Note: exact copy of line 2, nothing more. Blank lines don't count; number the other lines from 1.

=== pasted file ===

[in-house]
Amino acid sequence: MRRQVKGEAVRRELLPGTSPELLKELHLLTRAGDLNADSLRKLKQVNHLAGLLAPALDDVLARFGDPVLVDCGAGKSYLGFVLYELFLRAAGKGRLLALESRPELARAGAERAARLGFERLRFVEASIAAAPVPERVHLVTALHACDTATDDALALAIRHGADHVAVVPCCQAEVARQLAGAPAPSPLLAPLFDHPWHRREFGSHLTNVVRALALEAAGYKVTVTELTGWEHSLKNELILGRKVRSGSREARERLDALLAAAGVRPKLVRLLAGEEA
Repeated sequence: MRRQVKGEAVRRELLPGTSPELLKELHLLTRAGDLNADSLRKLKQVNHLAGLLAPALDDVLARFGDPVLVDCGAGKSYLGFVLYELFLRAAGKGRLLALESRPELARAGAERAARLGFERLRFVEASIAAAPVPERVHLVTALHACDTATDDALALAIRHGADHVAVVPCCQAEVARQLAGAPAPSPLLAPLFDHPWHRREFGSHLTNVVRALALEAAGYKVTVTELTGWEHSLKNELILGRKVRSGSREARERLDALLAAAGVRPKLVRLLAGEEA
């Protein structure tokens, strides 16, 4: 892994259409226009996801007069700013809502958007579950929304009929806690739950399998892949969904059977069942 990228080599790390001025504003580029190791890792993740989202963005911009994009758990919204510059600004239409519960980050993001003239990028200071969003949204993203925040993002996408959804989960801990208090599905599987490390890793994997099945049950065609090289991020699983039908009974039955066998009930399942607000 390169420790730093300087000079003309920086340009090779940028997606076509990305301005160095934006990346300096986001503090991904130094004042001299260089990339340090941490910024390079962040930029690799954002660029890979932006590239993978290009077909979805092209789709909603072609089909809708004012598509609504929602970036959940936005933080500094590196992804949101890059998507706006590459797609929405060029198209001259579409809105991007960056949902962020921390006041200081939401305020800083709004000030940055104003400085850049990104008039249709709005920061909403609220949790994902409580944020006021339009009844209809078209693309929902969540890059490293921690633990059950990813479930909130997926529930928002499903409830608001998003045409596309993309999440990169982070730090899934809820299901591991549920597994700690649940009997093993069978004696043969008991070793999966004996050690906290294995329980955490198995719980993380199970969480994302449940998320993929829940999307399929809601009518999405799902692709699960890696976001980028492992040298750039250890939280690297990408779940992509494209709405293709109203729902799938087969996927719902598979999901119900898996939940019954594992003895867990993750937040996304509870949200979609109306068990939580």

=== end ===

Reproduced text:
Amino acid sequence: MRRQVKGEAVRRELLPGTSPELLKELHLLTRAGDLNADSLRKLKQVNHLAGLLAPALDDVLARFGDPVLVDCGAGKSYLGFVLYELFLRAAGKGRLLALESRPELARAGAERAARLGFERLRFVEASIAAAPVPERVHLVTALHACDTATDDALALAIRHGADHVAVVPCCQAEVARQLAGAPAPSPLLAPLFDHPWHRREFGSHLTNVVRALALEAAGYKVTVTELTGWEHSLKNELILGRKVRSGSREARERLDALLAAAGVRPKLVRLLAGEEA